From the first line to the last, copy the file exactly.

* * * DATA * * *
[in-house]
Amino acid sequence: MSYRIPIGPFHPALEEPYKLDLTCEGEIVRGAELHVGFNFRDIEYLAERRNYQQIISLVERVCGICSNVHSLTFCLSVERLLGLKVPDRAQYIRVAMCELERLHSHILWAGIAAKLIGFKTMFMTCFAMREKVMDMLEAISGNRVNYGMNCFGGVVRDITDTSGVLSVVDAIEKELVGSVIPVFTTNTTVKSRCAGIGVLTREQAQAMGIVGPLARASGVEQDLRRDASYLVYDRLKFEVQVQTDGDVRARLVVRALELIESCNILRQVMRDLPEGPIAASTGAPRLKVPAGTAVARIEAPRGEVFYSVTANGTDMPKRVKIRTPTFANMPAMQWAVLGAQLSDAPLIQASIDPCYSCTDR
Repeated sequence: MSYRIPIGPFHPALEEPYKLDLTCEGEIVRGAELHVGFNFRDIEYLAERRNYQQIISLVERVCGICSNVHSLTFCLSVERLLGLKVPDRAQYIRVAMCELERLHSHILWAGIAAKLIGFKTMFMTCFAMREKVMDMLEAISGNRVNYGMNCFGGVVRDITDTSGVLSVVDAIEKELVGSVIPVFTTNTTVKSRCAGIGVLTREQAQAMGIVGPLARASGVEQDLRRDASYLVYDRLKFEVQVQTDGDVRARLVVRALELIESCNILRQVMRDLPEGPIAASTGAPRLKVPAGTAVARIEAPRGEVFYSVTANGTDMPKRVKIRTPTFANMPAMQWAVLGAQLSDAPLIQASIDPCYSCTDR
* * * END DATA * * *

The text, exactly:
[in-house]
Amino acid sequence: MSYRIPIGPFHPALEEPYKLDLTCEGEIVRGAELHVGFNFRDIEYLAERRNYQQIISLVERVCGICSNVHSLTFCLSVERLLGLKVPDRAQYIRVAMCELERLHSHILWAGIAAKLIGFKTMFMTCFAMREKVMDMLEAISGNRVNYGMNCFGGVVRDITDTSGVLSVVDAIEKELVGSVIPVFTTNTTVKSRCAGIGVLTREQAQAMGIVGPLARASGVEQDLRRDASYLVYDRLKFEVQVQTDGDVRARLVVRALELIESCNILRQVMRDLPEGPIAASTGAPRLKVPAGTAVARIEAPRGEVFYSVTANGTDMPKRVKIRTPTFANMPAMQWAVLGAQLSDAPLIQASIDPCYSCTDR
Repeated sequence: MSYRIPIGPFHPALEEPYKLDLTCEGEIVRGAELHVGFNFRDIEYLAERRNYQQIISLVERVCGICSNVHSLTFCLSVERLLGLKVPDRAQYIRVAMCELERLHSHILWAGIAAKLIGFKTMFMTCFAMREKVMDMLEAISGNRVNYGMNCFGGVVRDITDTSGVLSVVDAIEKELVGSVIPVFTTNTTVKSRCAGIGVLTREQAQAMGIVGPLARASGVEQDLRRDASYLVYDRLKFEVQVQTDGDVRARLVVRALELIESCNILRQVMRDLPEGPIAASTGAPRLKVPAGTAVARIEAPRGEVFYSVTANGTDMPKRVKIRTPTFANMPAMQWAVLGAQLSDAPLIQASIDPCYSCTDR